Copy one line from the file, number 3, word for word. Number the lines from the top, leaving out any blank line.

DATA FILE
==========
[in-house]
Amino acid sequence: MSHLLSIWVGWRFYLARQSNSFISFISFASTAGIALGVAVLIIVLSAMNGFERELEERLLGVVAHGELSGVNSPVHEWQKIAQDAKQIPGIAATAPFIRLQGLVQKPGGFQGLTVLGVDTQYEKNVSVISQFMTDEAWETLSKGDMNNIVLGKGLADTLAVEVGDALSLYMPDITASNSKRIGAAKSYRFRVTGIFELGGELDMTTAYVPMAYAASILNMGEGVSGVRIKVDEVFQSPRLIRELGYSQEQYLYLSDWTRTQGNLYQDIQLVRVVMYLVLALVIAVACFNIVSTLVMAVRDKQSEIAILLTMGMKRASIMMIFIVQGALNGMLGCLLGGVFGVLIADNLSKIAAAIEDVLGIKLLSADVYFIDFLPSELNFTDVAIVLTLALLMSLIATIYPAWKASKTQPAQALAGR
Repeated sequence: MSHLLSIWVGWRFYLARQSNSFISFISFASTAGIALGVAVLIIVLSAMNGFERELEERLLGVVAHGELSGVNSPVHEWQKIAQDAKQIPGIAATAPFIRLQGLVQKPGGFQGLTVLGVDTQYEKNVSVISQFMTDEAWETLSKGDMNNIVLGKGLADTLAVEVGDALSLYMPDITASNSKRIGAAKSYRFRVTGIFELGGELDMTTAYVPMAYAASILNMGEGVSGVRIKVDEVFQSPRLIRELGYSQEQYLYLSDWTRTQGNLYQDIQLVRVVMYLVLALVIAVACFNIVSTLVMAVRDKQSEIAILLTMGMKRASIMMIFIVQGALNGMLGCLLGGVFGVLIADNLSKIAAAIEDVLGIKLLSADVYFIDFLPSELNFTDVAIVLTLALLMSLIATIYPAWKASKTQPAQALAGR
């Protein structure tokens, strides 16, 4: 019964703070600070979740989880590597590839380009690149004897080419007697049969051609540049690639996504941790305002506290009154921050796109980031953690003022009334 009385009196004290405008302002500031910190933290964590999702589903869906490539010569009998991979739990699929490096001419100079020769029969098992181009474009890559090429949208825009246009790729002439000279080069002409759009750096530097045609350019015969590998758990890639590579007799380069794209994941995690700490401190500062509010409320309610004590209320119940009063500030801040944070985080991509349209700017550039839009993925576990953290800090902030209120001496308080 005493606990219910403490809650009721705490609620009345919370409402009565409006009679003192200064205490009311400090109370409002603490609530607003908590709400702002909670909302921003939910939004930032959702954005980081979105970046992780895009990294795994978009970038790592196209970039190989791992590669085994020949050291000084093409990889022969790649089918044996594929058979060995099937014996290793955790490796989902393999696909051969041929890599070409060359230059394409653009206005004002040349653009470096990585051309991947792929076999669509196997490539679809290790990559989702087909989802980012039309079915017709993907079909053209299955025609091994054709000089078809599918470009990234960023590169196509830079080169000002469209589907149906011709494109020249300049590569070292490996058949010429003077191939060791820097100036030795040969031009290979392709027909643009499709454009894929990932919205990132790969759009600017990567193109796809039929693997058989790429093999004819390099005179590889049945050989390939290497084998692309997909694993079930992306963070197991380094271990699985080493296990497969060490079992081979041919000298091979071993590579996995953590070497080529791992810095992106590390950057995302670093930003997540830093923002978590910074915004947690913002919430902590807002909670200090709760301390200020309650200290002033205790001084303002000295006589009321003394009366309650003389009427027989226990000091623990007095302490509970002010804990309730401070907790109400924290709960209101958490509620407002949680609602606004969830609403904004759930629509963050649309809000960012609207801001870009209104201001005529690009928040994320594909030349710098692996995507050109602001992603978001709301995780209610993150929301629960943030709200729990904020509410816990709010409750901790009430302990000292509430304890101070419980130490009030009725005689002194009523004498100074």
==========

Repeated sequence: MSHLLSIWVGWRFYLARQSNSFISFISFASTAGIALGVAVLIIVLSAMNGFERELEERLLGVVAHGELSGVNSPVHEWQKIAQDAKQIPGIAATAPFIRLQGLVQKPGGFQGLTVLGVDTQYEKNVSVISQFMTDEAWETLSKGDMNNIVLGKGLADTLAVEVGDALSLYMPDITASNSKRIGAAKSYRFRVTGIFELGGELDMTTAYVPMAYAASILNMGEGVSGVRIKVDEVFQSPRLIRELGYSQEQYLYLSDWTRTQGNLYQDIQLVRVVMYLVLALVIAVACFNIVSTLVMAVRDKQSEIAILLTMGMKRASIMMIFIVQGALNGMLGCLLGGVFGVLIADNLSKIAAAIEDVLGIKLLSADVYFIDFLPSELNFTDVAIVLTLALLMSLIATIYPAWKASKTQPAQALAGR